Are you hoping to take it further – to bring more refugees in, once the first group of 153 are settled?

"I would like to say yes, but at this point we just have to concentrate on getting the 153 refugees here, but Mr. Bělobrádek from the government [Deputy Prime Minister for the Science, Research and Innovation] said the government would watch this project and if it is successful and without problems then they expect it will be the first of many similar projects. So his words can open the door for helping more people. We know that Czechoslovakia received 12,000 refugees from Greece in the 1950s, and 17,000 people from Kosovo alone in the 1990s, so the capacity of our country to help is much bigger and we hope that this can happen.”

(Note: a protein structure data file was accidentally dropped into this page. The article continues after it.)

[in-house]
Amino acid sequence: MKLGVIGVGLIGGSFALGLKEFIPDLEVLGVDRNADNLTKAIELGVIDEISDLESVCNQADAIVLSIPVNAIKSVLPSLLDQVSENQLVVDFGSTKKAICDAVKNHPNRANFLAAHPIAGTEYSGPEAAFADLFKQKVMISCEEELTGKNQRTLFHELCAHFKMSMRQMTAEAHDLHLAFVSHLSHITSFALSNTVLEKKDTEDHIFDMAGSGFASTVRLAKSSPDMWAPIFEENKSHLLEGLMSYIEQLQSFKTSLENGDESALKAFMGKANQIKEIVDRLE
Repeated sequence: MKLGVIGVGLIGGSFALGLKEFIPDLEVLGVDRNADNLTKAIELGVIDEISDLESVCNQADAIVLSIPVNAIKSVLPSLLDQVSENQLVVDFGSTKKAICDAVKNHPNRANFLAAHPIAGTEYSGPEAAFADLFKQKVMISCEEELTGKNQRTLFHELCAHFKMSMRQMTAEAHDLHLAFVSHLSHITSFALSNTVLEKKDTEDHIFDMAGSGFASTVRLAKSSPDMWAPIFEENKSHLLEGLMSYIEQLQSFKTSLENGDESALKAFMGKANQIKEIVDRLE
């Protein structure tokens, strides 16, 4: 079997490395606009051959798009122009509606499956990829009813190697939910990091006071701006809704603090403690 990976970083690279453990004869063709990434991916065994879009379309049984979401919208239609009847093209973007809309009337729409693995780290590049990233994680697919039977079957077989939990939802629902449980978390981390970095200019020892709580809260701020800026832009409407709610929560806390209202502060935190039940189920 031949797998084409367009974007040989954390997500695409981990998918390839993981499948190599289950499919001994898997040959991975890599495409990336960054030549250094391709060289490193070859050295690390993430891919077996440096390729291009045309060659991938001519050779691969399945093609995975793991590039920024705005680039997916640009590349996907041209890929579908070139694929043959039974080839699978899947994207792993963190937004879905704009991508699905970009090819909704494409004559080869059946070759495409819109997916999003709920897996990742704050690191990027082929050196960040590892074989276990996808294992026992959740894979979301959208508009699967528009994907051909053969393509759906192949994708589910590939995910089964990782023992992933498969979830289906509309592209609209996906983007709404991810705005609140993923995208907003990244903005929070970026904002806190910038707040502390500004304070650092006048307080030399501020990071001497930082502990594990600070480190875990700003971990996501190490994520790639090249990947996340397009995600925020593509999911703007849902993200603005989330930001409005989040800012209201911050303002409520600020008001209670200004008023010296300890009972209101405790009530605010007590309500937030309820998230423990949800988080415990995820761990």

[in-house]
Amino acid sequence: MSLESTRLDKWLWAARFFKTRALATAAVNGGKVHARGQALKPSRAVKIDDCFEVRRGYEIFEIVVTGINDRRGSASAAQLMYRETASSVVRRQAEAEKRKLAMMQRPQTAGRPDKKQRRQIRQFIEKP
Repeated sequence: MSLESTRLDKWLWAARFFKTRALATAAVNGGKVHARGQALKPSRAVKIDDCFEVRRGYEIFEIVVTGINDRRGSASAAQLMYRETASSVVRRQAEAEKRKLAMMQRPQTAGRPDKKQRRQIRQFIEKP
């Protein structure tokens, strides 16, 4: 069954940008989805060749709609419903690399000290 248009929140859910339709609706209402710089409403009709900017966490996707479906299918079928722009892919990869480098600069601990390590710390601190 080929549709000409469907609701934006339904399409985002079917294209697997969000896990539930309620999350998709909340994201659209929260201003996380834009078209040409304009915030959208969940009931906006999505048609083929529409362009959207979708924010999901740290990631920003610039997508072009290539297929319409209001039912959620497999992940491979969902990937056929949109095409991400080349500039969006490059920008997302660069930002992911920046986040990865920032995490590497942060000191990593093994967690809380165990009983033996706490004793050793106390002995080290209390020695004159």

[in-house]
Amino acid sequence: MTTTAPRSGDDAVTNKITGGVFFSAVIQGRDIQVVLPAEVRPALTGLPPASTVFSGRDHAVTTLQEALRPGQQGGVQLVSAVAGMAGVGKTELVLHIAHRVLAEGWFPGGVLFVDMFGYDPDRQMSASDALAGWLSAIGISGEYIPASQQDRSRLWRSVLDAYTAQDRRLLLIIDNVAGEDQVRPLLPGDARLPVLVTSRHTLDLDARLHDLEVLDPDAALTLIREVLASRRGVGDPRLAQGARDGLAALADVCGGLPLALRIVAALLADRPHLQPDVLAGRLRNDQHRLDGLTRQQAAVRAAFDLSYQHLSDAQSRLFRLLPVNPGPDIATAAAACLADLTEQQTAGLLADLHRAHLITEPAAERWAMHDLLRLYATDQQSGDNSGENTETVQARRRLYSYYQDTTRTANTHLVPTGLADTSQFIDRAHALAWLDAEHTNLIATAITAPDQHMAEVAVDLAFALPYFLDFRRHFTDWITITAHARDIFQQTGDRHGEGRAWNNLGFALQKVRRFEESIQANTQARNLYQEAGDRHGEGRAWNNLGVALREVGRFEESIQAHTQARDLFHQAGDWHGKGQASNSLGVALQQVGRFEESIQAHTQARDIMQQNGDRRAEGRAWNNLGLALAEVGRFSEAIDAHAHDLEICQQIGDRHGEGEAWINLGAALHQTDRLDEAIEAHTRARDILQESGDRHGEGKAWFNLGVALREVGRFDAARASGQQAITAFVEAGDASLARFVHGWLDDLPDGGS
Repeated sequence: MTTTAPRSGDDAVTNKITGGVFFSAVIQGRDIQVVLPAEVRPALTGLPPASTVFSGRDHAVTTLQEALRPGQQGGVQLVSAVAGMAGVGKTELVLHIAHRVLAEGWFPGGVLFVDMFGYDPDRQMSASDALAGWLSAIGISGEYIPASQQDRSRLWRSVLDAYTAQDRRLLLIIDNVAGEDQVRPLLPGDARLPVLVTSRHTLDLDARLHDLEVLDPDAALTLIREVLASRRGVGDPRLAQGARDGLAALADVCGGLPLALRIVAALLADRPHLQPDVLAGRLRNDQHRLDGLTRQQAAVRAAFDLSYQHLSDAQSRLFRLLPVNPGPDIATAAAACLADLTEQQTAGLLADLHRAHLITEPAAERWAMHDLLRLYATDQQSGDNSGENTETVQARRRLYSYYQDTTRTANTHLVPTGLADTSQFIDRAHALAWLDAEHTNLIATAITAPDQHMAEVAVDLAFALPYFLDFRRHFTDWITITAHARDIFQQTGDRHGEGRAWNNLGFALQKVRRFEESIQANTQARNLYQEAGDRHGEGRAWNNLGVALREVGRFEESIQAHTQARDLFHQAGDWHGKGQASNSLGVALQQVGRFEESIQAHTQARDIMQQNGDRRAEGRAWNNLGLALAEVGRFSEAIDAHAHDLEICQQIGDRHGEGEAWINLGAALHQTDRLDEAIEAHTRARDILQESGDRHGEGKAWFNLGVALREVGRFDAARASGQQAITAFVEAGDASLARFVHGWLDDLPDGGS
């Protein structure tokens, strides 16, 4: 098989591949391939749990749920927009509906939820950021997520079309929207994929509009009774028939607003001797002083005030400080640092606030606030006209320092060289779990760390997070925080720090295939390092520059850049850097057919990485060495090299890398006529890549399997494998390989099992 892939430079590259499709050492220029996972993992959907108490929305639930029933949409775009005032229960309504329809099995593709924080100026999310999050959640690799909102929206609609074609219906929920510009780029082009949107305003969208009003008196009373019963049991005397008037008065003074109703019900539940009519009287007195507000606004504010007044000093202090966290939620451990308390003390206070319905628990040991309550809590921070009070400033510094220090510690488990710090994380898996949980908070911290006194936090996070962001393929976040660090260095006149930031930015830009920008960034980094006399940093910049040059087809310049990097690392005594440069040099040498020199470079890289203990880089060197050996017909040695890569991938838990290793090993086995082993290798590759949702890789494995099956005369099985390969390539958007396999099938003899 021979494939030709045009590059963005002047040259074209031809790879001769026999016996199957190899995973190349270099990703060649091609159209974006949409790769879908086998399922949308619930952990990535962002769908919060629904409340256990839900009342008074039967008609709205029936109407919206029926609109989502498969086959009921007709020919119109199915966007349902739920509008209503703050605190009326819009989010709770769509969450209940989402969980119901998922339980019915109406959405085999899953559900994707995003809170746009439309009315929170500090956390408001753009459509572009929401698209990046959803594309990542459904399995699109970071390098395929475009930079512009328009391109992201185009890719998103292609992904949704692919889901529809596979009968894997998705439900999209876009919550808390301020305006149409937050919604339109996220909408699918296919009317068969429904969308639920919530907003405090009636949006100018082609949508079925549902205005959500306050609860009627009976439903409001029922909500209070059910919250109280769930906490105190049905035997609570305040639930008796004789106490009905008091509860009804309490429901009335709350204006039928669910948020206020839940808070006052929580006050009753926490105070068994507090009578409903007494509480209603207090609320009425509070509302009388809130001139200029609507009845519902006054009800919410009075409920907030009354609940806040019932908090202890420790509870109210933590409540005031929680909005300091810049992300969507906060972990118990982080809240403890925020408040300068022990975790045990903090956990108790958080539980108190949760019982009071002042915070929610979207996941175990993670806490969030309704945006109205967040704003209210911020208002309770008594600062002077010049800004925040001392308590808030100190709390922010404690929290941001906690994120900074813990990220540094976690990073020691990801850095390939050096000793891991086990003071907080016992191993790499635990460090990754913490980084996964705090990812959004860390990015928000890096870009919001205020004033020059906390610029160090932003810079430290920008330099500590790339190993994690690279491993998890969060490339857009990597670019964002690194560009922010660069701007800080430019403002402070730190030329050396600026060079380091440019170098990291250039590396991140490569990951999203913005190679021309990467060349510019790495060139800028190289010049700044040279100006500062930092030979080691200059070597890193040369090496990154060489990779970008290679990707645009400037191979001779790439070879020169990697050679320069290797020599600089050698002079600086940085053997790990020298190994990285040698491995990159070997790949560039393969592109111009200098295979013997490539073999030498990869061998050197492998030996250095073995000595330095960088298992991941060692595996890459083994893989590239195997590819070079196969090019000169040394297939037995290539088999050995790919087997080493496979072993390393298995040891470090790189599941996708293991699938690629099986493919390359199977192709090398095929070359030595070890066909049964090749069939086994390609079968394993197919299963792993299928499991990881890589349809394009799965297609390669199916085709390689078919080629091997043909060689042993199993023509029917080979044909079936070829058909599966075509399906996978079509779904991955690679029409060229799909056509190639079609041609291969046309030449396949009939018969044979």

Do you feel that this experience will enrich the locals as well, that it will benefit both sides, in that Czechs will open up more and gain a better understanding of a different culture?

“We hope so. These people have a lot to give our people, show them they are people we can live with, be friends with, go to school and work with and who will give us something good.”